Among those hard-liners was Cameron, who at one point endorsed a state law banning abortion with no exceptions. (Cameron later said he would support exceptions.) The race featured a late, powerful Beshear ad with a childhood rape survivor criticizing Cameron.

Think of that: a red-state Democrat running on abortion rights and winning. Only in a post-Roe world.

Democrats also won a Pennsylvania state Supreme Court race in which they sought to emphasize abortion rights. While the race wasn’t determinative for control of the court, it echoed Democrats running and winning on the issue in a vital state Supreme Court race in another swing state earlier this year: Wisconsin.

The Ohio result is worth emphasizing for a couple other reasons. Republicans had sought a workaround to defeat the measure in August: raising the threshold for passing ballot measures to 60 percent. So voters effectively rejected the GOP’s position by large margins twice.

The Ohio measure also appeared to be flirting with the high 50s — suggesting Ohio could vote more in favor of such a measure than neighboring and swingier Michigan (56.7 percent).

We’ll see if this continues to look as if it’s Democrats’ silver bullet. At the very least, Republicans should probably thoroughly revise the way they have been pushing an issue that’s still vexing them. And Democrats will surely now put this on as many ballots as possible (see: Arizona, South Dakota, Missouri and Florida), making it as much of an issue as they can.

Youngkin down, Beshear up

A governor has only so much control over state legislative races, and Virginia (again) is a blue state. But Youngkin invested heavily in trying to get a state legislature that could help him push along his agenda and seemed to lean into the election’s 2024 implications.

“I think they’re the most important elections in America, because these issues that are so important to Virginians are also the ones that are going to be so important to Americans next year,” he said over the weekend.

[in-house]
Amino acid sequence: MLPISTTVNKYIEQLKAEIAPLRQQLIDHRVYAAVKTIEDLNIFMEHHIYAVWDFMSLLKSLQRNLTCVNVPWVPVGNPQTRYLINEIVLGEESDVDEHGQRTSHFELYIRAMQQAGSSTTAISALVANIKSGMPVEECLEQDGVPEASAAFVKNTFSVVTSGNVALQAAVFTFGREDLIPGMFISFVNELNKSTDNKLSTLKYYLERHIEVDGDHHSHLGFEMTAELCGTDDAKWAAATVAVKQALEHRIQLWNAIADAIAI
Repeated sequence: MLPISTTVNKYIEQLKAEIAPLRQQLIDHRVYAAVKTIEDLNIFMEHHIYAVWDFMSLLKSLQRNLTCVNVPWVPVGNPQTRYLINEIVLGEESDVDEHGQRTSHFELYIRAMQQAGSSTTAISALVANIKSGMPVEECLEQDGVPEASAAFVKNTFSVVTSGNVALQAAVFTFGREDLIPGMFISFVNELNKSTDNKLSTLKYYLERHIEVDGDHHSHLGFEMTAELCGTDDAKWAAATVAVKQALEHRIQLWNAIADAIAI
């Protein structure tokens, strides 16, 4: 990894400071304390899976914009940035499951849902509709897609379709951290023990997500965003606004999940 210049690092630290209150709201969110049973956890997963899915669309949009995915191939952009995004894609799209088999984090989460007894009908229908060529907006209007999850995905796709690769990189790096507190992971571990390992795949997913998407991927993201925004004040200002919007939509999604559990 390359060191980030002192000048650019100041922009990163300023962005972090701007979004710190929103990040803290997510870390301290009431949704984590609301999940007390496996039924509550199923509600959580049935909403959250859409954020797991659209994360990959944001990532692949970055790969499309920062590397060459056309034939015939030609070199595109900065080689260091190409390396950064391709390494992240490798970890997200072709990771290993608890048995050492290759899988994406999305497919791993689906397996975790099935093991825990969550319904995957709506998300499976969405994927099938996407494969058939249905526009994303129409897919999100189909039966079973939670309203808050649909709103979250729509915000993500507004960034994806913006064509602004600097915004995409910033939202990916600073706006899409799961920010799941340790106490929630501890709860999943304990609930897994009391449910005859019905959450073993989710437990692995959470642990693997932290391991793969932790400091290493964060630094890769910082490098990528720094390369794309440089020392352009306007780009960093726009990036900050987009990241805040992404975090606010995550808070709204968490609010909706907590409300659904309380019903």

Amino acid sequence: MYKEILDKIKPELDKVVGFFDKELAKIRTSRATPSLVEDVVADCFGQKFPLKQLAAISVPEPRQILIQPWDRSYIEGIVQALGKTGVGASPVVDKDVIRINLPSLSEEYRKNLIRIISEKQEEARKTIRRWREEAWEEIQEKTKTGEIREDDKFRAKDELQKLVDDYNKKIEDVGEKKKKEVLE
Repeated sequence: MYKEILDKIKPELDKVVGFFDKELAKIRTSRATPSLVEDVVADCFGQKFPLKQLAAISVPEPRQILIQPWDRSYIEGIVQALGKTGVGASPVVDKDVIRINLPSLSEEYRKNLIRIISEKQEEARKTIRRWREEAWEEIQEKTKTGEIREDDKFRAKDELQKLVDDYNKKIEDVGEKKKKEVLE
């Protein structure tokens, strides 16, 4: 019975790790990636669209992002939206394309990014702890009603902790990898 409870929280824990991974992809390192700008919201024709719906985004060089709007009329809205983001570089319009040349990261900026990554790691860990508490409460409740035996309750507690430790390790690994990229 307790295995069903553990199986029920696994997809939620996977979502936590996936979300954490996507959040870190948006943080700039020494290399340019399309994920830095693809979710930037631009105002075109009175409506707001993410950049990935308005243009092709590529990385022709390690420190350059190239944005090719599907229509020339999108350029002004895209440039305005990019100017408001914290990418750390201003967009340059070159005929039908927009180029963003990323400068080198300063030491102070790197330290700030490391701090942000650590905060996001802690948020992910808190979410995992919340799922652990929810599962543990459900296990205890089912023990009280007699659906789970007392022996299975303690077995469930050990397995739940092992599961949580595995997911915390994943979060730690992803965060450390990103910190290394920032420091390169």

The fact that Republicans not only failed to win the state Senate but also lost the state House should help extinguish whatever illusions people might still have about Youngkin riding in as a late Trump alternative in the 2024 race.

But as one hopeful fades, another rises. Beshear has now won two races in a state that favored Trump by 26 points in 2020. The first could have been dismissed as a fluke, given that in 2019 he faced an unpopular Republican incumbent in a tough environment for the GOP. But he significantly expanded his margin of victory this time. He’s also just 45 years old.

He’s not the only governor to win multiple times in an unfavorable state for his party. Such governors tend to have little hope nationally because of how much they have to moderate and even criticize their party. But in Beshear, Democrats could actually have someone potentially acceptable to their base. He’s largely in line with his national party on key social issues.

At the very least, you’d have to consider him a very attractive possible running mate — whenever Democrats might be looking to assemble a new ticket.

Aaron Blake is a Post senior political reporter, writing for The Fix. A Minnesota native, he has also written about politics for the Minneapolis Star Tribune and The Hill newspaper.